Tuesday, November 15, 2011

Decisions, Decisions

I'm at the completion of one of my home projects and nearing the time for outside help to come in to finish off the other (read plumbing) so I turned my attention back to the basement this past weekend. I cleaned up the entire workshop side of the basement, moving anything and everything layout related to the layout side. Then I started to look at what I had built already for the layout. Over the last few weeks, I've had to turn off the water to the house a few times. This has lead me to realize that the helix placement next to the water meter and fridge may not be the wisest choice. Part of that is the way the helix base was built:

As you can see, it's pretty square. Playing with the base some, using the standard L-girder and cross braces I used elsewhere on the layout benchwork will probably give me more room and definitely will be a higher base. Also, I've had to carry some things up and down the stairs that were a little cumbersome and realized making the corner with something sitting next to the fridge is going to be very difficult. All of this was enough to get me thinking of possible layout arrangements. Some are minor tweaks to what I have been looking at, some are rip everything down and start over. I've come to more or less 3 differing varieties to look at.

The first is a helix on each end of the layout lines, with staging being on the opposite wall then the classification yard on the 2nd level.


  • Utilizes all current benchwork
  • Passthrough/visible staging allows continuous running
  • Could also do staging above each other with one track connected for continuous running
  • Still have helix next to water meter
  • Have to build two helices
  • Room can't be "enclosed" due to 2nd helix
The second variation I had come up with was a helix on one end and stub-ended staging on the corner by the water meter.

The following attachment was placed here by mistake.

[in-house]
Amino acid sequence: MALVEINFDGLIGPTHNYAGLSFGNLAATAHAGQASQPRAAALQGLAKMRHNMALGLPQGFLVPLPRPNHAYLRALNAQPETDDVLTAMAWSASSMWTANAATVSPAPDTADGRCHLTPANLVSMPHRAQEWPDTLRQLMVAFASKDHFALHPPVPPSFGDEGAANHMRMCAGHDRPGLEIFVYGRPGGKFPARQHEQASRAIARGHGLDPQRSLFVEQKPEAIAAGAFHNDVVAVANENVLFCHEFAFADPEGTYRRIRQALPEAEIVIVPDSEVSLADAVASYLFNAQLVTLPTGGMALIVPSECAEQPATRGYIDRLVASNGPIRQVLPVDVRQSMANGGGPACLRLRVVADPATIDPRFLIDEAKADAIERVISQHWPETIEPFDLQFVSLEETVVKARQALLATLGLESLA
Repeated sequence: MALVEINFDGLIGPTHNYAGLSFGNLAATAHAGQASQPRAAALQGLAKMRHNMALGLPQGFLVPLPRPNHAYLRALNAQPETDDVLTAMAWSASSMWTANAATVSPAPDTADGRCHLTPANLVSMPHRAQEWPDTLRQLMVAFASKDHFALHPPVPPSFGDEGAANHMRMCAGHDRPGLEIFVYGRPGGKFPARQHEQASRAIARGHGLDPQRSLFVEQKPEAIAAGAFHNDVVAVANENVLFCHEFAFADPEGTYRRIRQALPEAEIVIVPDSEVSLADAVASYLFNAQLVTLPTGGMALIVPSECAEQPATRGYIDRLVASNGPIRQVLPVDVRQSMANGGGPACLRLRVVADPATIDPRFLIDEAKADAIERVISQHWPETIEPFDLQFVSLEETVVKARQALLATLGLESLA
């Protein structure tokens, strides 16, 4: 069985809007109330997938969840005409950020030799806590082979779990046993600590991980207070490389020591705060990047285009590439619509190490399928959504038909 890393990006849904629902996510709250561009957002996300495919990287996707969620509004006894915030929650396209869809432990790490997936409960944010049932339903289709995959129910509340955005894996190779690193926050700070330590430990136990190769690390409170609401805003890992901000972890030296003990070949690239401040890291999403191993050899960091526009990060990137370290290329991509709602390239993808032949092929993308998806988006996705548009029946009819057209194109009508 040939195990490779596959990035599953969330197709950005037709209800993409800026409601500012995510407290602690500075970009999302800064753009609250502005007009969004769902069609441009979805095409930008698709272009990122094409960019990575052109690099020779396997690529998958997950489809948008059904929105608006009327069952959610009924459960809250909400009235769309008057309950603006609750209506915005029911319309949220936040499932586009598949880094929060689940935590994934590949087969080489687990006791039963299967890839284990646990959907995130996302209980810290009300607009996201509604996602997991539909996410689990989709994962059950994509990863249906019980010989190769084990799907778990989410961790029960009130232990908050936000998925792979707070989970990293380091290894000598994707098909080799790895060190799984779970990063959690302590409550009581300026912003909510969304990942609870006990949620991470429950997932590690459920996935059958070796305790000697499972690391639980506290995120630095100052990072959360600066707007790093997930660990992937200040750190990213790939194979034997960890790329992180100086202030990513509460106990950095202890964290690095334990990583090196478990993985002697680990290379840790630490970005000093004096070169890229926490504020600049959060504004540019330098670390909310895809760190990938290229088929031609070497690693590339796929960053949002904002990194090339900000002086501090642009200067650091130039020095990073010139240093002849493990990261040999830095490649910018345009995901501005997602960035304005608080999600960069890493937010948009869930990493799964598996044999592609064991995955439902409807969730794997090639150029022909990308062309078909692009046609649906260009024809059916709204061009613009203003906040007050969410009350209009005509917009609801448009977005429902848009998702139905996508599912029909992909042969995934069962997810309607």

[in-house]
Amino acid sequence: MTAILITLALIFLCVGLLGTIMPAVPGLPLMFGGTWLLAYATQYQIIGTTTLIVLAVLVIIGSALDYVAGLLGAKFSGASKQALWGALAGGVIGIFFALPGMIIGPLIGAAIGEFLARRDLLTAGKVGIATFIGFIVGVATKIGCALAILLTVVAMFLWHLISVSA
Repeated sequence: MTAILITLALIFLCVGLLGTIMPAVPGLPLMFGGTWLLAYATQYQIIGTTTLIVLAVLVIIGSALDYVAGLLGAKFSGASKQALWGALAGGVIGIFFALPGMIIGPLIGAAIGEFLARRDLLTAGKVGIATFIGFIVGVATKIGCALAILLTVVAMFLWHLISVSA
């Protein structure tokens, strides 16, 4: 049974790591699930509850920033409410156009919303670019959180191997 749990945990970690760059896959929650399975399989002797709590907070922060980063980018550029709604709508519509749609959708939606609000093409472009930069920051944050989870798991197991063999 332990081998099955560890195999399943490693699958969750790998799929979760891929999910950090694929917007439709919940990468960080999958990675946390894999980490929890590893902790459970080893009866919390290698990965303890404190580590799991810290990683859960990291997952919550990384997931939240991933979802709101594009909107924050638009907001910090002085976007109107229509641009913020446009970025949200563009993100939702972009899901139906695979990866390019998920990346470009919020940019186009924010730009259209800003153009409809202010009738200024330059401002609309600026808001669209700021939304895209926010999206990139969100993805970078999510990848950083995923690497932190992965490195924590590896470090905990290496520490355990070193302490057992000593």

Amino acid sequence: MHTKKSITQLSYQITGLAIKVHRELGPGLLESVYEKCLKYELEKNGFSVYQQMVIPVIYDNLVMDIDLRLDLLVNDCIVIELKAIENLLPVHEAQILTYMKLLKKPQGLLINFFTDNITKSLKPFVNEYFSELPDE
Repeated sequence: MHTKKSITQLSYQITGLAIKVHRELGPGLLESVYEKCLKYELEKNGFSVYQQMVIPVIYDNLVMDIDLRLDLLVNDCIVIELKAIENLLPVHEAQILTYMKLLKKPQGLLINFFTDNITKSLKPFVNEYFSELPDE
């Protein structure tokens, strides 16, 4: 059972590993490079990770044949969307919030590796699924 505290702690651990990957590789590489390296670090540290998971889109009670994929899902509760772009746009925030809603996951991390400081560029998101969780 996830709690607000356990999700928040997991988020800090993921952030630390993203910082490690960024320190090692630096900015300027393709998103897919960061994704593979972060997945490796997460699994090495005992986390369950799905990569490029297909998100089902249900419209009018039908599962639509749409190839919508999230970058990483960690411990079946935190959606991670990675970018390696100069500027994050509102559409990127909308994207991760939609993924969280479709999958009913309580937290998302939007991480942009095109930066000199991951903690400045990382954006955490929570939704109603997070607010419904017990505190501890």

• Utilizes all current benchwork except for shelf in corner of staging
  • Gives full access to water meter
  • Maximizes staging capacity with up to 9 or 10 tracks on each level
  • Room can't be "enclosed" due to 2nd helix
  • No longer have ability for continuous running
The third one is the "tear everything down" one. It follows along with the age old looping design to climb between decks. In this one, I have put in looped staging based on emails and reading about various layouts, particularly Bruce Faulkner's

  • Looped staging allows for continuous running
  • Water meter corner is clear which could allow area to be used for storage or perhaps a small workbench
  • Room could be completely enclosed
  • Would require the full dismantling of 80% of the current benchwork built
  • Tighter aisle due to width needed for looping peninsula
So now that you've read down this far, I'll say that I'm really leaning to the towards the second one but I will say the 3rd looks like a really fun challenge. I do think I've talked myself out of the double helix or even the looped staging going into that corner. Please give me any thoughts or suggestions you can think of seeing these 3 arrangements or even slight variations of them.


Welcome to the my Conrail Model Railroad site. I will document the research, design, construction and operations of my N-scale model railroad based on Conrail's Ft. Wayne Line in Ohio.

Conrail Ft. Wayne Line © Header image from J. Alex Lang Template Nice Blue modified by Indian Monsters. Original created by http://ourblogtemplates.com.